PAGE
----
I am thankful for Ryan Pemberton’s obedience to the call of God on his life. He truly is a wonderful storyteller! His writing is a gift from the Lord. He draws the reader into the story by making the reader feel what he felt and experience what he experienced. This book is a great reminder that the call to follow the Lord is one of adventure and is never dull! I highly recommend this charming memoir to anyone who has said yes to following God. It will remind you that you are not alone!

As a gift to my readers Ryan has graciously offered a signed copy of the book to be given away on this blog. The giveaway will be held from May 22 – June 5. More details will be forthcoming!


Book Review: Zeal Without Burnout

imageMinistry is hard! It is tiresome, demanding, never ending work that requires a great deal of sacrifice. If you are in ministry or have been in ministry you know exactly what I am talking about. But all too often the journey in ministry brings an unexpected detour due to burnout. For folks in ministry, the passion (or zeal) that brought them to ministry is what drives them towards burnout. In his new book Zeal Without Burnout, Christopher Ash sheds light on the reasons why ministers burnout and ways to remedy the problem before it occurs.

Throughout the book, Ash gives seven keys to warding against burnout in ministry. Each of these seven brutally remind us that we finite creatures and are not God. In fact, we are in desperate need of the Lord each and every day!

First, we need sleep. God wired human beings for the need to sleep. This daily rhythm of rest allows us to cease from work and recharge. Sleep not only allows the body to rest, but it rests the mind. While we sleep our brains process what we experienced that day. Sleep most importantly, reminds us that while we rest God continues to work.

Second, we need Sabbath rest. Sabbath rest is a weekly rhythm of rest where we take an entire day off from our typical work. For most ministers this will not be on Sunday, but another day during the week. This is a time to enjoy the Lord through any means that truly allows us to rest. People rest differently. Some rest while reading or journaling, while others rest by hiking or playing a sport. The important principle is to cease from work and allow the Lord to work while we rest.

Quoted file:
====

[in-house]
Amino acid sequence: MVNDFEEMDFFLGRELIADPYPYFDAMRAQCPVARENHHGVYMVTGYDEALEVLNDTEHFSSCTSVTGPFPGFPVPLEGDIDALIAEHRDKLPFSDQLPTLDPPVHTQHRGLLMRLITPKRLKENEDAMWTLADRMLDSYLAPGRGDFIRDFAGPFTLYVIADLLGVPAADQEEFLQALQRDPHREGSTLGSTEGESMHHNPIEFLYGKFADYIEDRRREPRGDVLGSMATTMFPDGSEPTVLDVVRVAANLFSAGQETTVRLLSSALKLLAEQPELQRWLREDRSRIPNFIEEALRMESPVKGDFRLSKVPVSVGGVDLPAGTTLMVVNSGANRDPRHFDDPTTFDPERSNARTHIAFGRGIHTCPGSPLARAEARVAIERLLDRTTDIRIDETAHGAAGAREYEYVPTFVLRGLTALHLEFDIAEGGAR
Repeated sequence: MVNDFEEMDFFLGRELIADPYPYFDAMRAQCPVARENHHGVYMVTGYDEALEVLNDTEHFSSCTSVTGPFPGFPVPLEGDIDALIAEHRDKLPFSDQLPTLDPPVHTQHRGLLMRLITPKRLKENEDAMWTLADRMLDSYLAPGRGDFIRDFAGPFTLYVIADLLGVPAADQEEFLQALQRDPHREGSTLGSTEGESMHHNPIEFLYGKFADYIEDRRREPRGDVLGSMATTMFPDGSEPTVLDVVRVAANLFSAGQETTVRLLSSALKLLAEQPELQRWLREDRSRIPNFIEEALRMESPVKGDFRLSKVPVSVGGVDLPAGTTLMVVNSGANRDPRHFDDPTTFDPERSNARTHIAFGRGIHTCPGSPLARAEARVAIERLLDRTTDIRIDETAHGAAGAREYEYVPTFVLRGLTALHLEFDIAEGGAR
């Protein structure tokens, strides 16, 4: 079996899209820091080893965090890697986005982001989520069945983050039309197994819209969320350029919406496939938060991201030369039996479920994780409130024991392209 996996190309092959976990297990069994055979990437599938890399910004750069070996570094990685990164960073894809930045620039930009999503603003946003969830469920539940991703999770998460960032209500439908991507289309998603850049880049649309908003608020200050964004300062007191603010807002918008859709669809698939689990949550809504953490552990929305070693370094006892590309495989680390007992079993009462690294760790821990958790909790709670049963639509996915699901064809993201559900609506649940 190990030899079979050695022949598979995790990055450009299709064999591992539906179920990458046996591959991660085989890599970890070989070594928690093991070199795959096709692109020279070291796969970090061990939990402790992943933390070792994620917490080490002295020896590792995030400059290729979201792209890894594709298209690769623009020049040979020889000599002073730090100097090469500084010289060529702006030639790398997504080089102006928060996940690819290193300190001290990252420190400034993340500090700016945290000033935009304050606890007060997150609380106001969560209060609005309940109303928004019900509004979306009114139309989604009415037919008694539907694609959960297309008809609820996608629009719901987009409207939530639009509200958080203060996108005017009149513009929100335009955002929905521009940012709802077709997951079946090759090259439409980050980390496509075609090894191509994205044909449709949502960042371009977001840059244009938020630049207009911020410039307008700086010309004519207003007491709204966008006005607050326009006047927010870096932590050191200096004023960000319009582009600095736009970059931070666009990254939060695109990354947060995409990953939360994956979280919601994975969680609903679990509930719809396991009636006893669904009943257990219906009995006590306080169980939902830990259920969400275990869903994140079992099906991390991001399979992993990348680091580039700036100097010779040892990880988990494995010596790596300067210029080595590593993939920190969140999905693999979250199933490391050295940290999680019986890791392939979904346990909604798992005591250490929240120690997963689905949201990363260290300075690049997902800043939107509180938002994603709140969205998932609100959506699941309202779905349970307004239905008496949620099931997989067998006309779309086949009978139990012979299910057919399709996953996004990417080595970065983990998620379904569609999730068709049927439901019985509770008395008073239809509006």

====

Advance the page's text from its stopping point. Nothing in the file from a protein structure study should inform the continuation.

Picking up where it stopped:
Third, we need friendship (or community). This is an important support system that allows us to share our burdens and enjoy the Lord together. Without friends, we become isolated and can feel like we are going at it alone. I must confess that I struggle with this key.

Fourth, we need inward renewal. Every day we need a time set aside where we pray and read Scripture to commune with God. By doing this we are feeding ourselves. The majority of the work of ministry is pouring into others. But if we are allowing the Lord to pour into us then we will dry up and be of no use to others.

Fifth, we need to warned against the celebrity mentality. Our society celebrates and worships fame. Unfortunately, this same mentality has crept into the church. All too often ministers fall into the trap of celebrity, which becomes their demise. In the end it devestates their ministry because they become disqualified for ministry service.

Sixth, we need encouragement. It cannot be said enough, ministry is difficult! Ministry leaders desperately need encouragement. The biggest encouragement that people in ministry need is that it is worth it. Many who are in ministry have left their family, a comfortable career, or hometown to follow their calling. Unfortunately, many times it is difficult to see how ministry is worth the sacrifice.